Lawmakers approve bill to fund Turtle Bay conservation plan

Oahu's North Shore

Lawmakers passed a bill Thursday to fund the state’s portion of $48.5 million agreement to conserve more than 665 acres of land on Oahu’s North Shore.

Under HB2434, the state would restructure the payment on revenue bonds that funded Hawaii Convention Center. The Hawaii Tourism Authority would then issue $40 million in revenue bonds and use the proceeds to acquire a conservation easement at Turtle Bay Resort.

The easement covers nearly 79 percent of the open space land makai of Kamehameha Hwy. Portions of the land had previously been planned for development.

“We are thrilled that the funding of this historic agreement has been approved and thank our lawmakers for supporting this quest to preserve treasured open space,” said Drew Stotesbury, CEO of Turtle Bay Resort. “This conservation easement is a successful resolution achieved through the collective efforts of the State, City, North Shore community groups, and Turtle Bay Resort working toward a common goal.”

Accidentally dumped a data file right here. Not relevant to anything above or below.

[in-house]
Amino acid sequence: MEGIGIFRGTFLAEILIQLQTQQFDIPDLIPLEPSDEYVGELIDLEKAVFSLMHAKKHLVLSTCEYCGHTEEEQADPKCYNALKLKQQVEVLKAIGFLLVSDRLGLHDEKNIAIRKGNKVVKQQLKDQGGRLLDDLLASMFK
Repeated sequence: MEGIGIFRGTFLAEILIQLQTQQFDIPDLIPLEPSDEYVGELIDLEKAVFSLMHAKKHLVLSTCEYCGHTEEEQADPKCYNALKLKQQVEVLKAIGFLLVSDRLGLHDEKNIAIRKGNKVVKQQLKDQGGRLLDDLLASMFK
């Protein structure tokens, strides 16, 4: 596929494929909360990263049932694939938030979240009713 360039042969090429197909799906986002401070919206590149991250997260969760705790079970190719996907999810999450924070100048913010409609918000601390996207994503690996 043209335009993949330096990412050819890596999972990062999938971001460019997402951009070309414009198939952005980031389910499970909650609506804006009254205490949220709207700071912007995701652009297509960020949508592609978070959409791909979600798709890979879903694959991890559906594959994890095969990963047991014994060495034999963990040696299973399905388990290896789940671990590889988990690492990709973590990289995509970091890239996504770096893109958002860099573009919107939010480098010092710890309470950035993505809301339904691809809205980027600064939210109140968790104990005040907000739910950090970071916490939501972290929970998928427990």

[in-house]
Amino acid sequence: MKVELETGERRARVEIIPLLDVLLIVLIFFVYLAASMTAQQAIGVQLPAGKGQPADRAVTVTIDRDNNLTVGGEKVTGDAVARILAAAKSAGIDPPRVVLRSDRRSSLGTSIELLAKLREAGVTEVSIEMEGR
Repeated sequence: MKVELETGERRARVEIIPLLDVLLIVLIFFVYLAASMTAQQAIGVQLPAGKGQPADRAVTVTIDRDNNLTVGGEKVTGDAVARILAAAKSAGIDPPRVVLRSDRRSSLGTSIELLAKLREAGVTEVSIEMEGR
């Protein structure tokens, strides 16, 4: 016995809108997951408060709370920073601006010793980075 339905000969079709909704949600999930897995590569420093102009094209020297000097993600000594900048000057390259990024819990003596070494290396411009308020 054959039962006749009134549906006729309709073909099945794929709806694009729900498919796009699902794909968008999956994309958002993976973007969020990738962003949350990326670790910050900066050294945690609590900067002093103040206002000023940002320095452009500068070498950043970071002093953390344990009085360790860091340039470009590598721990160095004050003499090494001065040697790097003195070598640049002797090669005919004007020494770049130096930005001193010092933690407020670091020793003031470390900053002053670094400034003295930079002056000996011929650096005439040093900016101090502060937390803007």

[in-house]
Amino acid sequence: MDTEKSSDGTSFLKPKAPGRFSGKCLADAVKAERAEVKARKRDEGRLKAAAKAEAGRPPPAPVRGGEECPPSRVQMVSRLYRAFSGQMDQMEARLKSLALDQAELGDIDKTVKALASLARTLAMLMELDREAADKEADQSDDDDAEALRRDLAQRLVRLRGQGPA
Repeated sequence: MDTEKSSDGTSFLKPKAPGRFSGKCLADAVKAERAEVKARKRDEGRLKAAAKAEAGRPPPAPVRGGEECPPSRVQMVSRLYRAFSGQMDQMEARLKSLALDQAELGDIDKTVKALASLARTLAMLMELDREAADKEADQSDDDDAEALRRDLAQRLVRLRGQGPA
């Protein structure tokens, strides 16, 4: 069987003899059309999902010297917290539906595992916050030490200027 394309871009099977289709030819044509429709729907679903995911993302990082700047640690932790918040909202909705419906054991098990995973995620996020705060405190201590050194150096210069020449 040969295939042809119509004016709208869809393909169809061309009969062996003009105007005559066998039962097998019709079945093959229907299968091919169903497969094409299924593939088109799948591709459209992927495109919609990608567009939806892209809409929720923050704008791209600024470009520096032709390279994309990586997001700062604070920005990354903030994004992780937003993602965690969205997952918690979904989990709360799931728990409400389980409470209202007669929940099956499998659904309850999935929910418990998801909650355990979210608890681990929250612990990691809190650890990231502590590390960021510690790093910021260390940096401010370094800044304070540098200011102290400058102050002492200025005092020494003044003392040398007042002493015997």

Related Link: Read HB2434 in its entirety

The bill now heads to the governor to be signed into law. “This vote marks the culmination of years of effort to secure the future of the North Shore,” said Gov. Neil Abercrombie. “The result will keep the country, country. It will protect pristine coastlines from development. It will provide open space and access for everyone.”

The easement will permanently limit use of the land to protect the area’s ecological and recreational systems by fostering the restoration of critical marine and land ecosystems, allowing continued public access to beaches and more than five miles of coastal hiking trails, and opening the area for traditional native Hawaiian cultural practices.

Turtle Bay Resort will continue to own, use and hold title to the land, but it and future owners will be bound by the easement’s restrictions.

Turtle Bay Resort retains rights to develop two new hotel sites near the existing hotel and one resort residential site on the Kahuku side of its property. The two hotels would generate an estimated 3,500 jobs during construction and, once completed, an estimated 700-plus permanent new jobs on the resort grounds and an additional 750 permanent indirect jobs within the community.

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